Leadership is Listening With Your Eyes.

Have you ever worked for someone who advocated for your success above their own and who relentlessly pushed you towards your best self?  They pushed you not because they would benefit or even the company but because they cared… deeply for you.  They believed deeply in you and your impact.  They felt so strongly the world needed your influence and recognized their role in making this happen.  

I have.  I feel blessed that I have and even more blessed that this person was my first principal, Mr. David Ogden.  He set the bar high.  His example of a leader’s role in the building capacity and leadership in those he served is one I strive to emulate daily.  

I won’t forget walking past his table at my first job fair out of college in Bryan, Texas.  His warm and sincere smile at each passerby let me know he recognized and had not forgotten what it was like to be on the other side of the table.  I also won’t forget the warmth of those who accompanied him at his table.  Warmth and kindness was clearly valued, modeled, and expected.  I also cannot forget the first question he asked me as I spoke with him.  The questions leaders ask of potential hires often tell a whole lot about what they believe about those they serve.  He asked me, “As a first year teacher, tell me what you will offer us and how will you make us better?” Whoa.  His belief in the offerings of all and the expectation that all members of the team contribute and add value came through this one question.  In addition to the impact of the first question he asked, was the way he listened to my answer.  He was the first person who taught me what it means to listen with your eyes.  He listened so intently with his eyes, truly seeking to understand my intentions, my goals, and my heart.  He didn’t just do this at our job fair interview, he did it over the course of multiple years.  

In the summer after being hired before my first school year started, my mom and I came up to school to work in my new classroom.  He saw cars in the parking lot and wandered the halls to see who was there in the summer working with no air conditioning.  He walked into my new classroom where mom and I are standing on a cabinet hanging bulletin board paper.  He immediately jumps up on the cabinet and proceeds to help us hang paper for the next hour.  He shows us around the school and introduces me to a few staff members.  The principal helped a first year teacher and her mom hang bulletin board paper in her classroom because he wanted to, because he cared, because he believed in me and what would be created in the four walls of that room.  He didn’t do it to be seen, to be recognized, or to talk about it later.  He did it for me.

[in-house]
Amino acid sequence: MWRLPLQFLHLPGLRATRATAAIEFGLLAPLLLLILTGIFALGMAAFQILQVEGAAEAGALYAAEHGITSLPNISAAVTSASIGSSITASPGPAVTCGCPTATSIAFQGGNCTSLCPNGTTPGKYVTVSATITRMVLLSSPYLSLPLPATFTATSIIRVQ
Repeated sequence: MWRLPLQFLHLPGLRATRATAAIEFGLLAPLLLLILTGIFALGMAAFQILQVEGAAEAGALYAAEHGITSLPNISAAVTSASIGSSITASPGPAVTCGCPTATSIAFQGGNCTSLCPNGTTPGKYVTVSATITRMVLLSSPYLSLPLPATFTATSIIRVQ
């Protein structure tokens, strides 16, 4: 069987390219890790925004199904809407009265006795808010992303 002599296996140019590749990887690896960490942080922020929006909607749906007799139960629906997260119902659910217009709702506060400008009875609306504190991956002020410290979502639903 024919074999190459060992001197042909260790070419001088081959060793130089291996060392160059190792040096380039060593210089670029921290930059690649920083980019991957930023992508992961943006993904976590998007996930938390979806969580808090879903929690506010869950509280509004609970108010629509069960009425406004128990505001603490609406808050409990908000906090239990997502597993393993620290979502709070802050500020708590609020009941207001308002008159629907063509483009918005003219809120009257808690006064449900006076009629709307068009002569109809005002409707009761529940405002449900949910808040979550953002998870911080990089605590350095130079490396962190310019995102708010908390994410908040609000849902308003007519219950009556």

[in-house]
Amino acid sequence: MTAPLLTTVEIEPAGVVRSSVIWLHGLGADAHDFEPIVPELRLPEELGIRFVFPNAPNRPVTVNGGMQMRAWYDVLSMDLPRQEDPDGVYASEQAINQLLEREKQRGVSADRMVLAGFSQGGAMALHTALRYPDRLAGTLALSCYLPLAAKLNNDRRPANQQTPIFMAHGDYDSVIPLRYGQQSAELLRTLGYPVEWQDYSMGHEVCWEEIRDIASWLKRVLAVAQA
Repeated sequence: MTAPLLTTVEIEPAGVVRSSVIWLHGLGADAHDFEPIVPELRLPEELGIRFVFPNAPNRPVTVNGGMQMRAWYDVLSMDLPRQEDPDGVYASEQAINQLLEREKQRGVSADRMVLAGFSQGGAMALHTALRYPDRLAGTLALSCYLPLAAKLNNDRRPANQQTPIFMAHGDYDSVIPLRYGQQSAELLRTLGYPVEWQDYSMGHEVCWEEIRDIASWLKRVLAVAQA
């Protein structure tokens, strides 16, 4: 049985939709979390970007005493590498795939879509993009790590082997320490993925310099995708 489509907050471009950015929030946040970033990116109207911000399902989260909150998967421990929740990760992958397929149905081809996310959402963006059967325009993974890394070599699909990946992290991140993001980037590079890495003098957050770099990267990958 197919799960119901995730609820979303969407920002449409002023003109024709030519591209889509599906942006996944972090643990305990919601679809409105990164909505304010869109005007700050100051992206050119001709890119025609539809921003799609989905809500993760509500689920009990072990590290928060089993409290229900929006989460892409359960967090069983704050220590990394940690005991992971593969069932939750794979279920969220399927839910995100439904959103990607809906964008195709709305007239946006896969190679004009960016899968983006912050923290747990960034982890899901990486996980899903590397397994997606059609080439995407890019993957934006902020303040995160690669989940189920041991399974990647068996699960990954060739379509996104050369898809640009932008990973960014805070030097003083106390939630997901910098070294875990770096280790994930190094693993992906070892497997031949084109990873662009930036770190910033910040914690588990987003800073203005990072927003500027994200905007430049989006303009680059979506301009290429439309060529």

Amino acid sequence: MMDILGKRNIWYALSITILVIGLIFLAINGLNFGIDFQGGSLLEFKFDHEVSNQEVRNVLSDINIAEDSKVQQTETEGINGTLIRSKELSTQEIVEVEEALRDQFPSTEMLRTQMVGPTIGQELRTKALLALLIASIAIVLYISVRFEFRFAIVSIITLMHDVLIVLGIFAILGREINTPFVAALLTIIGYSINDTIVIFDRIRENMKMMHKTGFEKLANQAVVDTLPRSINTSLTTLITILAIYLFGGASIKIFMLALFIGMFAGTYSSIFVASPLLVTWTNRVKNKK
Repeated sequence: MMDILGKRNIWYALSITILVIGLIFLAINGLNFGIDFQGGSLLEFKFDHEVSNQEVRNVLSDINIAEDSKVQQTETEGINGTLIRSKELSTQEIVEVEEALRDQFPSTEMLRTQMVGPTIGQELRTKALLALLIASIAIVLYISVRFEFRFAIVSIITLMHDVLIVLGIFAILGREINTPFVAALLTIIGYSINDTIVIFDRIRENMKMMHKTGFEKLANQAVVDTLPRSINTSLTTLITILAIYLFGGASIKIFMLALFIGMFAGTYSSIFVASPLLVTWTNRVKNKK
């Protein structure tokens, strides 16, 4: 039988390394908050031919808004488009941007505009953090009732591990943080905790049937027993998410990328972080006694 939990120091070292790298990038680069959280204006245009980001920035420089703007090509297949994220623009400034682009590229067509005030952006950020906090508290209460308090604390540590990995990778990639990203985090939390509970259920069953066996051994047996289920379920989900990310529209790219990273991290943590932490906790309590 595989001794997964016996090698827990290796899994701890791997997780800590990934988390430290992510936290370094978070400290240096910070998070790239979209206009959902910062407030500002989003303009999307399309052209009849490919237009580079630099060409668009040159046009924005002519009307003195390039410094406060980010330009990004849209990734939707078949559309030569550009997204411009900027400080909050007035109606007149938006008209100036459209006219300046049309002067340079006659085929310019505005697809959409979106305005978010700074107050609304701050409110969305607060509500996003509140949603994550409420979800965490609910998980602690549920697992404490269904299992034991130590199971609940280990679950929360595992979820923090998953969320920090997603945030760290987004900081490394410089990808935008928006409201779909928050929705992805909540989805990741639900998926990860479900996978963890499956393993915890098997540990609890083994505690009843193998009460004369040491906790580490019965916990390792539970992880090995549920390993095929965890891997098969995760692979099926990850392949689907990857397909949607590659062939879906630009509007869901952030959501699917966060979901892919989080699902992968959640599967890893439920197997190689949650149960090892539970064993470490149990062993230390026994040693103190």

I grew more in my first two years of teaching alongside the leadership of Mr. Ogden than I have in my career.  He didn’t make the path easier for first year teachers because they were new.  He spoke messages of competence in me by scheduling challenging students in my classes who to this day have taught me some of the greatest lessons of my career, appointing me leadership roles and allowing me to succeed and fail at leading my peers, and putting concerned phone calls through of stakeholders who needed to hear more from me.  He had an innate ability to strike the perfect balance between creating challenges and knowing when to step into support.  I now know this was not just his magic, but also because he made it his business to grow every person in his care.  

In 2022, I wish for all of you to be led by a Mr. Ogden.  I wish you to feel what it means when someone listens with their eyes, to be challenged and supported, and to be inspired by the expectations of those who lead you because you know they are deeply invested in making YOU better.  

Thank you Mr. Ogden.  I’m still choosing public education because of how you made me feel each and every day.

Interested in talking leadership or workplace culture? I’d love to talk with you- laurenambeau@gmail.com

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